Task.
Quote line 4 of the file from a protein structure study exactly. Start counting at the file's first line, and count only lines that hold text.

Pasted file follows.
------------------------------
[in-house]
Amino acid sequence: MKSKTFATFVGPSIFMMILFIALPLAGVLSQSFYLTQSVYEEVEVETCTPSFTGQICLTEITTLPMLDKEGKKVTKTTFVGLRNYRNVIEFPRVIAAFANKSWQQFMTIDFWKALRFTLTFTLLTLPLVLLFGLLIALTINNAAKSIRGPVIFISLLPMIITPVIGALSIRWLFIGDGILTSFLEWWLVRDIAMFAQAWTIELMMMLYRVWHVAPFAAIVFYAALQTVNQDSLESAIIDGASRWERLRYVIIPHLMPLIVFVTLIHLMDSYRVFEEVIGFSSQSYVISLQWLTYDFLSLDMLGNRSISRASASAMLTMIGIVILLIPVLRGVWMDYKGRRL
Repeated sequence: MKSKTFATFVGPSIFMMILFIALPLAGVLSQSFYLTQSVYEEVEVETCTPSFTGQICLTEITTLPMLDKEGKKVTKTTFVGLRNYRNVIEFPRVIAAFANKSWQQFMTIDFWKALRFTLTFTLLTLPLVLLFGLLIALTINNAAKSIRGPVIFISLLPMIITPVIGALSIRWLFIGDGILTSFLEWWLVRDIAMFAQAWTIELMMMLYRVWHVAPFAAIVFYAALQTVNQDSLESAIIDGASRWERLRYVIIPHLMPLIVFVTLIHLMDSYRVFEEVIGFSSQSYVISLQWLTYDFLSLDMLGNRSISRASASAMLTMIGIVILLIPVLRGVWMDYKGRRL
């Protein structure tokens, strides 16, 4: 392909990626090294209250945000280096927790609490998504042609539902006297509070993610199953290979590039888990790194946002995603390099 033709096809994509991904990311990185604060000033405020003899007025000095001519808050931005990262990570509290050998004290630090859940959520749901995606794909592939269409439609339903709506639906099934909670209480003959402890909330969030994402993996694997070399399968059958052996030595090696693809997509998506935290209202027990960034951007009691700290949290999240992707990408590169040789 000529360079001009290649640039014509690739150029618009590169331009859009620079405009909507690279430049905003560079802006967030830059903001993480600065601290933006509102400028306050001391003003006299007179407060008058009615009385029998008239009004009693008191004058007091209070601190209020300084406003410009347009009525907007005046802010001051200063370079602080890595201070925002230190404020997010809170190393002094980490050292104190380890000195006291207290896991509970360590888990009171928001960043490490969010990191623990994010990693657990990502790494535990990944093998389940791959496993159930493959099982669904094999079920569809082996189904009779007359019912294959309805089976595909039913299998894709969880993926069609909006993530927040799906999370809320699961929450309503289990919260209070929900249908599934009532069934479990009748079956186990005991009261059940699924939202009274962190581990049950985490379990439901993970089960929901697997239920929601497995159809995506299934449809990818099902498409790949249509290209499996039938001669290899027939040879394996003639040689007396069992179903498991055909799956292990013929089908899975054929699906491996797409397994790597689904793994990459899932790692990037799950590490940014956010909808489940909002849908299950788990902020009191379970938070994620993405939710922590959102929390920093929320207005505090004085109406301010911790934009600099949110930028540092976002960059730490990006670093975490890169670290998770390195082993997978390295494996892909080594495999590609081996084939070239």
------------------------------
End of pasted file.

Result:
């Protein structure tokens, strides 16, 4: 392909990626090294209250945000280096927790609490998504042609539902006297509070993610199953290979590039888990790194946002995603390099 033709096809994509991904990311990185604060000033405020003899007025000095001519808050931005990262990570509290050998004290630090859940959520749901995606794909592939269409439609339903709506639906099934909670209480003959402890909330969030994402993996694997070399399968059958052996030595090696693809997509998506935290209202027990960034951007009691700290949290999240992707990408590169040789 000529360079001009290649640039014509690739150029618009590169331009859009620079405009909507690279430049905003560079802006967030830059903001993480600065601290933006509102400028306050001391003003006299007179407060008058009615009385029998008239009004009693008191004058007091209070601190209020300084406003410009347009009525907007005046802010001051200063370079602080890595201070925002230190404020997010809170190393002094980490050292104190380890000195006291207290896991509970360590888990009171928001960043490490969010990191623990994010990693657990990502790494535990990944093998389940791959496993159930493959099982669904094999079920569809082996189904009779007359019912294959309805089976595909039913299998894709969880993926069609909006993530927040799906999370809320699961929450309503289990919260209070929900249908599934009532069934479990009748079956186990005991009261059940699924939202009274962190581990049950985490379990439901993970089960929901697997239920929601497995159809995506299934449809990818099902498409790949249509290209499996039938001669290899027939040879394996003639040689007396069992179903498991055909799956292990013929089908899975054929699906491996797409397994790597689904793994990459899932790692990037799950590490940014956010909808489940909002849908299950788990902020009191379970938070994620993405939710922590959102929390920093929320207005505090004085109406301010911790934009600099949110930028540092976002960059730490990006670093975490890169670290998770390195082993997978390295494996892909080594495999590609081996084939070239």